• “Proper (Godly)  repentance is not a sorrow or a terror or a vow to change, so that we can escape the divine death sentence. Proper (Godly)  repentance is to accept the rightness of the death sentence and to submit to it; to submit to being put to death under the law. And without the real Gospel that is never done.”
  • “…I finally discovered the difference between a eulogy and a sermon.  Forgive me if I tell you what you already know. The difference is this:  In a eulogy, one person who purports to know another, stands up and says some nice things that are not necessarily true about a dead human being.  In a sermon, a person authorized by the Gospel of Jesus Christ says some true things that are not necessarily nice about a living God.”(from  a Lenten sermon)
  • “God does not justify ungodliness but the ungodly.”

Reflection:  When the publication of the 95 Theses spread throughout Europe, then Luther was in middle of a raging storm.  He corresponded with his father confessor, Johannes von Staupitz.

On the twenty-fifth of November Luther sent word to Staupitz:

I am expecting the curses of Rome any day. I have everything in readiness. When they come, I am girded like Abraham to go I know not where, but sure of this, that God is everywhere.

Staupitz wrote Luther from  Austria:

The world hates the truth. By such hate Christ was crucified, and what there is in store for you today if not the cross I do not know. You have few friends, and would that they were not hidden for fear of the adversary. Leave Wittenberg and come to me that we may live and die together. The prince [Frederick] is in accord. Deserted let us follow the deserted Christ. (From Here I Stand by Roland Bainton)

Up until his death, Fr. von Staupitz, wrote to Luther and he to him.  We do not know if Luther’s dear mentor ever accepted the evangelical doctrine but he sure seems to have known them and lived them.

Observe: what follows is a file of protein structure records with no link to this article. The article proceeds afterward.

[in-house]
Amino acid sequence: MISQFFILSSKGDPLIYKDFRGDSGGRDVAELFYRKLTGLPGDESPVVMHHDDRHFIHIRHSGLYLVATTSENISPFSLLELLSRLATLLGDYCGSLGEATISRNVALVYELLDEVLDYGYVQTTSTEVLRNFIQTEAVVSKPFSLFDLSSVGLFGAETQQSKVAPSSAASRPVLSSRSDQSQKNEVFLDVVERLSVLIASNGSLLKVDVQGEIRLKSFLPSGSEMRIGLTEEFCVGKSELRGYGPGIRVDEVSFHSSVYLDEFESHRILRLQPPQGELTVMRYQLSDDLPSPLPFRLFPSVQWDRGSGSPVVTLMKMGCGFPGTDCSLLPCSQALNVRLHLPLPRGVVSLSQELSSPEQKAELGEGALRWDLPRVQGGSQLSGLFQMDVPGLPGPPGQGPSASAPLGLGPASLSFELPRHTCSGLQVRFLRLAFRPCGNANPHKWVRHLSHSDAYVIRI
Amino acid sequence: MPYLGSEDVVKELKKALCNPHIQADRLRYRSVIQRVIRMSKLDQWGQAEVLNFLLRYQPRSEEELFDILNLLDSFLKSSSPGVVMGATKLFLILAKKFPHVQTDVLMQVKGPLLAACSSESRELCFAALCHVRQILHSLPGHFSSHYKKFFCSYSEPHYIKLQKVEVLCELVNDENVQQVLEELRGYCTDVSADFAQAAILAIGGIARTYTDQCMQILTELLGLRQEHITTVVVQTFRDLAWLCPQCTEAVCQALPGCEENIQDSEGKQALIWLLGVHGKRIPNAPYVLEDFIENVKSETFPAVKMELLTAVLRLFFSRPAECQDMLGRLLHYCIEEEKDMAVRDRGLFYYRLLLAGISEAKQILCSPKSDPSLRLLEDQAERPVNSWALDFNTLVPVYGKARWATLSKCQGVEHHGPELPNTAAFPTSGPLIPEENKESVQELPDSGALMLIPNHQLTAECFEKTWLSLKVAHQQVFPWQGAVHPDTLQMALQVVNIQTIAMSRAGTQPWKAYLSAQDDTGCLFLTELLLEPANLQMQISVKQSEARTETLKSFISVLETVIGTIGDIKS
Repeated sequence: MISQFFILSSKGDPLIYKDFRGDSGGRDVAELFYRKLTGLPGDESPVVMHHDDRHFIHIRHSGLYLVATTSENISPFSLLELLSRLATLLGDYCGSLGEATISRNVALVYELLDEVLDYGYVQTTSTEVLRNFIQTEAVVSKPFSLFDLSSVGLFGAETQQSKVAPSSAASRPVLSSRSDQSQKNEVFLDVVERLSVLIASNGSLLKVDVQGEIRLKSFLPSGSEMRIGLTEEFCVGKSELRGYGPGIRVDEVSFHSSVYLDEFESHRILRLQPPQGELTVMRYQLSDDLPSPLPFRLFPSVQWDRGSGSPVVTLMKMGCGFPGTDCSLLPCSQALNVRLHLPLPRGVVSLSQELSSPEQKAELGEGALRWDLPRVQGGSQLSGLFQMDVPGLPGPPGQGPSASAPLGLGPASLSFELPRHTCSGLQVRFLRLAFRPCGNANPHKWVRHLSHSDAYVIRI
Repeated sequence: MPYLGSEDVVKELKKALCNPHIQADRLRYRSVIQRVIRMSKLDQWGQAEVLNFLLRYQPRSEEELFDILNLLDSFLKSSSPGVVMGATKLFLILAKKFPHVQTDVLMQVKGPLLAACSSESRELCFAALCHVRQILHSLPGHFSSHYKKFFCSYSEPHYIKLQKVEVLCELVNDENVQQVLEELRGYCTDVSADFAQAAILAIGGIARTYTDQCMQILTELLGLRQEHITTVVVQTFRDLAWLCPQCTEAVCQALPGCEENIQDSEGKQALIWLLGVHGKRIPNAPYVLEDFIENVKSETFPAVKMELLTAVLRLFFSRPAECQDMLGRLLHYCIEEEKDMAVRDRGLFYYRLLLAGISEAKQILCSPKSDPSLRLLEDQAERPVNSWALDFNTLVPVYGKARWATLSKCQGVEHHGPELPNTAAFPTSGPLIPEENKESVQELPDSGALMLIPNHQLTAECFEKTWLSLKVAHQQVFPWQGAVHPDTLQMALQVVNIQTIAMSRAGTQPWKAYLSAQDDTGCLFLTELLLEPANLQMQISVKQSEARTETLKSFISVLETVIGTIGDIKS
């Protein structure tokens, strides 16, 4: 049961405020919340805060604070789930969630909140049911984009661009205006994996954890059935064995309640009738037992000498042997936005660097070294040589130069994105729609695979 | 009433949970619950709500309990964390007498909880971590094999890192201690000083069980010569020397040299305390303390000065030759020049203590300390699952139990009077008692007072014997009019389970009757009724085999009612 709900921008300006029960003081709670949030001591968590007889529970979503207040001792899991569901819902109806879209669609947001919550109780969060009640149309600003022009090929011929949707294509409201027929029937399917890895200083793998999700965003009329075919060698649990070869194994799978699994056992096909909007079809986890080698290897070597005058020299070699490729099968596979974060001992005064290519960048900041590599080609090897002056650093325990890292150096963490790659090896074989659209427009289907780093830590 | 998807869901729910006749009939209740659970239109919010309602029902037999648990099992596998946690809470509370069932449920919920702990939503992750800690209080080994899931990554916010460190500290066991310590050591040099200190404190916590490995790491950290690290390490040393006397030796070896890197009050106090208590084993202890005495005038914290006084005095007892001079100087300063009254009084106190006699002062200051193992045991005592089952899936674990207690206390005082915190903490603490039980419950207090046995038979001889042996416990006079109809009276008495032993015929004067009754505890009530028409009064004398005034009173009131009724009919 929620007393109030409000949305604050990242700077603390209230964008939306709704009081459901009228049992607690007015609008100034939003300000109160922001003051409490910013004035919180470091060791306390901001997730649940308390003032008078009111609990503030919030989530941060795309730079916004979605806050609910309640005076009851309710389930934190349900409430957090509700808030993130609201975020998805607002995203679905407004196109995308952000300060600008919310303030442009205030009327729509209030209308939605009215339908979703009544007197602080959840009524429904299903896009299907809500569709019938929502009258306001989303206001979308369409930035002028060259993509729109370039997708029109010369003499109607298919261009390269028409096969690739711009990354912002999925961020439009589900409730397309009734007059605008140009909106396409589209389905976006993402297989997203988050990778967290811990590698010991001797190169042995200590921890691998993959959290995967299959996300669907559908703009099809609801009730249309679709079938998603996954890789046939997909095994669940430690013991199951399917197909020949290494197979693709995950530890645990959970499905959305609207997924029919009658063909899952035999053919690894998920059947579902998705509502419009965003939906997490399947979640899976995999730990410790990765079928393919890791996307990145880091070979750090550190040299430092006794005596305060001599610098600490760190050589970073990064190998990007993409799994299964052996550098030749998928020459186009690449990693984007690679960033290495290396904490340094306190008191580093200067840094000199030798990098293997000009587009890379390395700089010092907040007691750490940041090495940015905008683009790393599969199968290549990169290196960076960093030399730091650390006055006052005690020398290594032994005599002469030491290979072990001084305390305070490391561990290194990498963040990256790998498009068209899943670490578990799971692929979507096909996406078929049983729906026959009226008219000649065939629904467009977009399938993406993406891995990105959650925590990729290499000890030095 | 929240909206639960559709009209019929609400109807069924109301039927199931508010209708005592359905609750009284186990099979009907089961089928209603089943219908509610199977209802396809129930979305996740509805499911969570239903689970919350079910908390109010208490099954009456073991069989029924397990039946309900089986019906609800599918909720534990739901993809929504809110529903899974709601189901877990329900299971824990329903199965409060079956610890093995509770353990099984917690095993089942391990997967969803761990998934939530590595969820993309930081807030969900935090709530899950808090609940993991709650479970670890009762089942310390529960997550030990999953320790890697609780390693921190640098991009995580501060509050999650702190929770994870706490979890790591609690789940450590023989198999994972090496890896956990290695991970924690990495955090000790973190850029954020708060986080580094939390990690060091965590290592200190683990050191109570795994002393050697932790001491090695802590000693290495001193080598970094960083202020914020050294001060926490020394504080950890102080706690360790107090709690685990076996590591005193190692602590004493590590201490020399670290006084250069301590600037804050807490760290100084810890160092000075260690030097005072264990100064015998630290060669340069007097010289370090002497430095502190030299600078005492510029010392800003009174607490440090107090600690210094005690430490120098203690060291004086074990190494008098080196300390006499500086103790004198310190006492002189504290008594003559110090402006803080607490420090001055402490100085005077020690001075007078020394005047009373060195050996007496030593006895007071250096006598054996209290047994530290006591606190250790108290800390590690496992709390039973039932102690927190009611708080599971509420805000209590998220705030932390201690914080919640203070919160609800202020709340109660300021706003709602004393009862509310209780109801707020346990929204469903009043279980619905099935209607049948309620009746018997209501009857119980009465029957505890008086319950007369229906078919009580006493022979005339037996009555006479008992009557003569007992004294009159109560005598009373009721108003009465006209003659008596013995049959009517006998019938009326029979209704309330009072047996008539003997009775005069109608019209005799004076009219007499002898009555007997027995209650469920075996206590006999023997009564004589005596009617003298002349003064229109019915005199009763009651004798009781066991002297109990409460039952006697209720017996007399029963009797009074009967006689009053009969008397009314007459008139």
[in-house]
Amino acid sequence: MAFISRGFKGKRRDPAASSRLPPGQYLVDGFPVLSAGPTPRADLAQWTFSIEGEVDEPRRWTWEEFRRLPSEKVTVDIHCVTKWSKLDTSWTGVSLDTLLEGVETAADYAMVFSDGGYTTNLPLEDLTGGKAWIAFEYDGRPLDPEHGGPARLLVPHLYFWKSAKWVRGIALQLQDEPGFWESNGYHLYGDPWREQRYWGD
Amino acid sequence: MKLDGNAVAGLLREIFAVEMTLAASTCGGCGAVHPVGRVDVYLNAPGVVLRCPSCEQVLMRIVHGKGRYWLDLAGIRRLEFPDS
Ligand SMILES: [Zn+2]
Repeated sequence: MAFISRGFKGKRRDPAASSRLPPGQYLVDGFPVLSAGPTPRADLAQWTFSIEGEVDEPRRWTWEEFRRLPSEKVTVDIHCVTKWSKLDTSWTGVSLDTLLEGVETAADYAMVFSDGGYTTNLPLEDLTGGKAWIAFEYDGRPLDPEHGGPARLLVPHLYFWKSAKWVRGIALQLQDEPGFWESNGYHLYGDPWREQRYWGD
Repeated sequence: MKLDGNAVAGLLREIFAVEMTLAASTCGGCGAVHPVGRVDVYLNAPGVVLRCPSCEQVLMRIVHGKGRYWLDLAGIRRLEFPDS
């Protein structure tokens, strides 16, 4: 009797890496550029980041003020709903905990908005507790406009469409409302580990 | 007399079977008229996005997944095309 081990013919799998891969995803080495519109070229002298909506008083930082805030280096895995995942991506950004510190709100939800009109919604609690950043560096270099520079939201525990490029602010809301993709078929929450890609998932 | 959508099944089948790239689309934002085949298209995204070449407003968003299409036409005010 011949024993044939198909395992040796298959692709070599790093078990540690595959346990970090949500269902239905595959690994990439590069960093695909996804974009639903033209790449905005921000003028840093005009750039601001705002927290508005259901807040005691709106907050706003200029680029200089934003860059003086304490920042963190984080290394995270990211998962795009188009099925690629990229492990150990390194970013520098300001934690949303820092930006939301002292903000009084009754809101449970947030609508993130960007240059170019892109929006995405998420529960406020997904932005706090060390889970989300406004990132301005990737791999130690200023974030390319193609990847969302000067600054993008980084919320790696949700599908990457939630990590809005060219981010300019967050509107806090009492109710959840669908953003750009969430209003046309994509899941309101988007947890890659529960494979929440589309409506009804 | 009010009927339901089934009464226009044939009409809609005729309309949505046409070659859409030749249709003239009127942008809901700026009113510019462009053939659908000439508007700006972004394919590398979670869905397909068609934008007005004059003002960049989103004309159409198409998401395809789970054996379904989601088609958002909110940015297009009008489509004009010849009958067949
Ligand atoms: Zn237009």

It is written in Proverbs 17: 17:

A friend loves at all times,
   and a brother is born for adversity.

And from Proverbs, 18: 24:

A man of many companions may come to ruin,
   but there is a friend who sticks closer than a brother.

Fr. Staupitz epitomized those Scripture passages.  In The Smalcald Articles, of the Lutheran Confessions, Part III, Article IV, “Of the Gospel”, Father Luther confesses the 4 ways the Lord gives us the Gospel: 1.  the Preaching of the Word;  2. Baptism;  3. the Sacrament of the Altar; 4. “through the power of the keys, and also through the mutual conversation and consolation of brethren, Matt. 18:20: Where two or three are gathered together, etc.” (emphasis added).  The power of the keys, or absolution, are linked with “the mutual conversation and consolation of brethren” and rightly so, as the Lord did, recorded in Matthew 18.  I can only opine that Luther was taught this in the school of Holy Spirit, partly at least, because of his Father confessor.  Staupitz was obviously Luther’s mentor and with that Luther’s  friend and brother in Christ.

It is good to thank the Lord and remember before Him, the mentors He sent into our lives, who have been closer than a brother and a brother born for adversity and hung in there with you.  A brother who has heard your soul’s confession and offered Christ’s absolution as did von Staupitz, and as Lou Smith did for me and so many others. All the Facebook friends in the world do not one dear brother in Christ Jesus make but the Lord does in the crucible of adversity.  Between Martin and Johannes stood Jesus Christ and the dear Father Johannes showed Martin Jesus Christ so that Martin could see Him in the clear Word of Scripture.

Lou died on the Commemoration of St. Andrew.  According to tradition Andrew was crucified on an x-shaped cross. X marks the spot, as in map for buried treasure, the pearl of great price: Jesus Christ, crucified, risen and ascended.  Lou knew X marked the spot and through the Word, taught faithfully in the Lutheran Confessions, he guided me and many others to that place:  the Cross of Christ, His death, resurrection, ascension and coming again.We need guides and mentors in our lives.  Like Bonhoeffer wrote: The Christ in my brother is stronger than the Christ in me.    “Lord, keep us steadfast in Your Word”, penned and sang Luther.  Luther was kept steadfast by his dear father confessor as a mentor has so done for you.  Fr. Staupitz knew the Word as he had been fully known (1 Corinthians 13:12). As I look at the many people and events that led me back to the correct map of the Confessions showing us the pearl of great price, it was Lou above so many who so guided me. Lou fought the good fight of faith hard in the ELCA.  We must do the same in the LCMS.  If memory serves it was Lou who first told me about BJS, if not, nevertheless, this also was meet, right and so to do.

When we seek relief
From a long-felt grief;
When temptations come alluring,
Make us patient and enduring;
Show us that bright shore
Where we weep no more.

(“Jesus, Lead Thou On”, Lutheran Service Book #718, stanza 3)